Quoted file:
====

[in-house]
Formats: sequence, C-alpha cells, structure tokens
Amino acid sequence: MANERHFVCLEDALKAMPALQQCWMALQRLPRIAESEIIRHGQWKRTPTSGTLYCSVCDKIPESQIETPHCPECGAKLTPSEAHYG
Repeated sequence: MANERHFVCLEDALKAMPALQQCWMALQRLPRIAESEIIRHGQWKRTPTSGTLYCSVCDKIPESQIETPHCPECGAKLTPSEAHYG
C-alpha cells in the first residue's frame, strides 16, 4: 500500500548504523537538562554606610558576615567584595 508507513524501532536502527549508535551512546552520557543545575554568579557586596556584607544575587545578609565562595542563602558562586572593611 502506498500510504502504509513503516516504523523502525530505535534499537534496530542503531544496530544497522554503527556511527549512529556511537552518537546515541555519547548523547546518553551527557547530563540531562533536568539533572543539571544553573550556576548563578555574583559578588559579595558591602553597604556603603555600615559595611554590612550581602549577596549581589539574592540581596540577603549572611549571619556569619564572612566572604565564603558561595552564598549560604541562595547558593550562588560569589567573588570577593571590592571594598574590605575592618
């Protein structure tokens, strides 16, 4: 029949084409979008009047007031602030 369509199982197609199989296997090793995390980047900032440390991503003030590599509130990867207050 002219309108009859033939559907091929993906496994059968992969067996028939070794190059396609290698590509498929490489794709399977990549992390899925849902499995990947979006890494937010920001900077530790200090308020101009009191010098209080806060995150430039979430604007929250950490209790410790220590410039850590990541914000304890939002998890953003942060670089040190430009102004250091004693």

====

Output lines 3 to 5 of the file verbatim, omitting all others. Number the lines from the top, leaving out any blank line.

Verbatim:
Amino acid sequence: MANERHFVCLEDALKAMPALQQCWMALQRLPRIAESEIIRHGQWKRTPTSGTLYCSVCDKIPESQIETPHCPECGAKLTPSEAHYG
Repeated sequence: MANERHFVCLEDALKAMPALQQCWMALQRLPRIAESEIIRHGQWKRTPTSGTLYCSVCDKIPESQIETPHCPECGAKLTPSEAHYG
C-alpha cells in the first residue's frame, strides 16, 4: 500500500548504523537538562554606610558576615567584595 508507513524501532536502527549508535551512546552520557543545575554568579557586596556584607544575587545578609565562595542563602558562586572593611 502506498500510504502504509513503516516504523523502525530505535534499537534496530542503531544496530544497522554503527556511527549512529556511537552518537546515541555519547548523547546518553551527557547530563540531562533536568539533572543539571544553573550556576548563578555574583559578588559579595558591602553597604556603603555600615559595611554590612550581602549577596549581589539574592540581596540577603549572611549571619556569619564572612566572604565564603558561595552564598549560604541562595547558593550562588560569589567573588570577593571590592571594598574590605575592618